Den is definitely not for everybody. Those who prefer a nice, quiet place will find it hard to eat at Den. The same goes for those who prefer a soft and comfortable seat. But, if you are into good, unique and interesting Japanese food, Den is certainly the place to visit and a must. The service was excellent and there was free flowing water without us having to ask for a refill. This is very rare as most places like Den will be pushing the customer to buy more drinks.
I reserved the best part to last – the Food. We simply love it and kept ordering two to three meals at a time. We kept going and wanted to try more from the small menu. But we were getting full. Every single dish was well executed and delightfull in its own right. Each had its own flavour and texture.
We started with a glass of Sake Mojito each and Mussel “Saka-Mushi” ($15) to share while waiting for a table. The mussels were beautiful, fresh and tender. The broth, saka-mushi was subtle with a tint of sweetness and saltiness which made it obscenely delicious. I was enjoying them so much that I forgot to take a photo.
After an hour, we finally got a table. We ordered a bottle of Lucinda Pinot Noir and some cocktails, and moved on to one of the “Special” projected on the white wall – Tartare Tuna ($16) and selected another two from their menu, Den Fried Chicken ($11) and Zucchini Tempura ($7).
The tartare tuna was fresh and moist with a mild, nutty flavour of sesame oil. It was a nice cold dish that went well with one of Den’s most popular dish – fried chicken, and balanced by a slightly plain and mild flavoured zucchni tempura.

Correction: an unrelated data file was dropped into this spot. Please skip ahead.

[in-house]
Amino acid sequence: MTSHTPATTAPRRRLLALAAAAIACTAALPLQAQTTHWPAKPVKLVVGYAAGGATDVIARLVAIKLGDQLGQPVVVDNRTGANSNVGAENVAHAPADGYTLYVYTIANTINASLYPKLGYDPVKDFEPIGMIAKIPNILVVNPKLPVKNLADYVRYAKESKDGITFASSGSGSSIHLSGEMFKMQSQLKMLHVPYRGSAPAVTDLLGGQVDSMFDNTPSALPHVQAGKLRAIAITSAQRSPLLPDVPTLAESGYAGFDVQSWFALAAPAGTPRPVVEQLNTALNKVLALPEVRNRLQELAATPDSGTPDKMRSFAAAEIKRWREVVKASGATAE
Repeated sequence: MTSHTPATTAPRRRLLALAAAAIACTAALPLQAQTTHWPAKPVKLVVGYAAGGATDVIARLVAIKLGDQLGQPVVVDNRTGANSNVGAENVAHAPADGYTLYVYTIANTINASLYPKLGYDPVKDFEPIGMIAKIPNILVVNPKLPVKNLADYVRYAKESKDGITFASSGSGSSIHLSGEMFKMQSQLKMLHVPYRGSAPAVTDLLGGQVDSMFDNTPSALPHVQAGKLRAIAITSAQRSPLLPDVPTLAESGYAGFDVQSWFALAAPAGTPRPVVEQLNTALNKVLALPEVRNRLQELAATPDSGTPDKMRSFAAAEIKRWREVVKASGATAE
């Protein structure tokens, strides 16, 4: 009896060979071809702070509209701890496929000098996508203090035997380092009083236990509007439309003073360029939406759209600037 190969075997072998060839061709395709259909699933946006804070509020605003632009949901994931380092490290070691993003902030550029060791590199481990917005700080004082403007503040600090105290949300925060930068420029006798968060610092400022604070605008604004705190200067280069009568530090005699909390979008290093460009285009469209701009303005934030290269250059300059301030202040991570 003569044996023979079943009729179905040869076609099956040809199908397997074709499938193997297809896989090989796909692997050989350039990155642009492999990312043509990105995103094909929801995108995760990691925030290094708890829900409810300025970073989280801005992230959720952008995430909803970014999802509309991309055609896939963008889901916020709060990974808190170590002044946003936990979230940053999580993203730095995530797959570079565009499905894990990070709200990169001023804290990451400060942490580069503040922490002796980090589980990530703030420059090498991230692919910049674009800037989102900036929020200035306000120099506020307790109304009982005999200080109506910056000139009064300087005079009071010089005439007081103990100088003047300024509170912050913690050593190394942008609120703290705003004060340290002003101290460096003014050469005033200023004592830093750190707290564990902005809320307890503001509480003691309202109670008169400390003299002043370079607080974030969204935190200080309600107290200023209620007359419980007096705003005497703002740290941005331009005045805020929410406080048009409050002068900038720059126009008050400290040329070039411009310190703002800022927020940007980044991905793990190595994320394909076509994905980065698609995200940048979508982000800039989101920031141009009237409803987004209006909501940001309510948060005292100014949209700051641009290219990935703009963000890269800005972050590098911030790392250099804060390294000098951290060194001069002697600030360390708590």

I have to say that Den’s fried chicken was one of the best I have ever tried. It was coated with the tastiest batter and deep fried without over drying the thigh meat. It was my favourite. Strange to say, but it was that good! On the other hand, the zucchini tempura by itself was bland. But accompanied by a generous dash of pickled ginger and a sprinkle of sea salt introduced another layer and depth to an otherwise bland vegetable.
We were so excited by the first four choices that we had to try something else. We selected another two from the A4 size one-page paper menu – Ox Tongue ($15) and Eggplant with Minced Chicken Chili Miso ($16) and two bowls of steamed rice ($3 / bowl).
My, oh my! They were both very good and delicious. Stronger in taste and flavour than the other three, and went well with a bit of steamed rice. The ox tongue came in thin slices, slightly chewy with a sweet and salty smoky flavour. The slices of steamed eggplant topped with minced chicken cooked in salted bean paste chili miso was a strong dish with lots of flavour and best accompanied with a bit of rice. It reminded me of a Taiwanese or Chinese homecooked comfort dish.
Determined to try something else as we saw them at a table behind us, we had to order the Sweet Corn Kaki-age ($8) – another of their home specialty, and Edamame and Prawn Crisp Roll ($12). We shoud have order these two small snacks when we were lounging with a glass of our PDD (Pre Dinner Drink). But, our interstate visitors may not get the chance to return to Den and they were keen to try them.
To end our Den’s culinary experience, we ended with a couple of desserts – Salted Caramel Fondue ($16) and Den’s Japanese Trifle ($16).
I am not sure why this dessert is called a trifle, which is different from what I know as a traditional English trifle containing sponge cake, jelly, custard and cream. Den’s trifle came with green tea mousse, ice cream, red bean mochi and dehydrated sticks of rhubarb.
Den is definitely on top of my list of favourite places to eat in Melbourne. It has all the right ingredients of a cool and happening place with good food.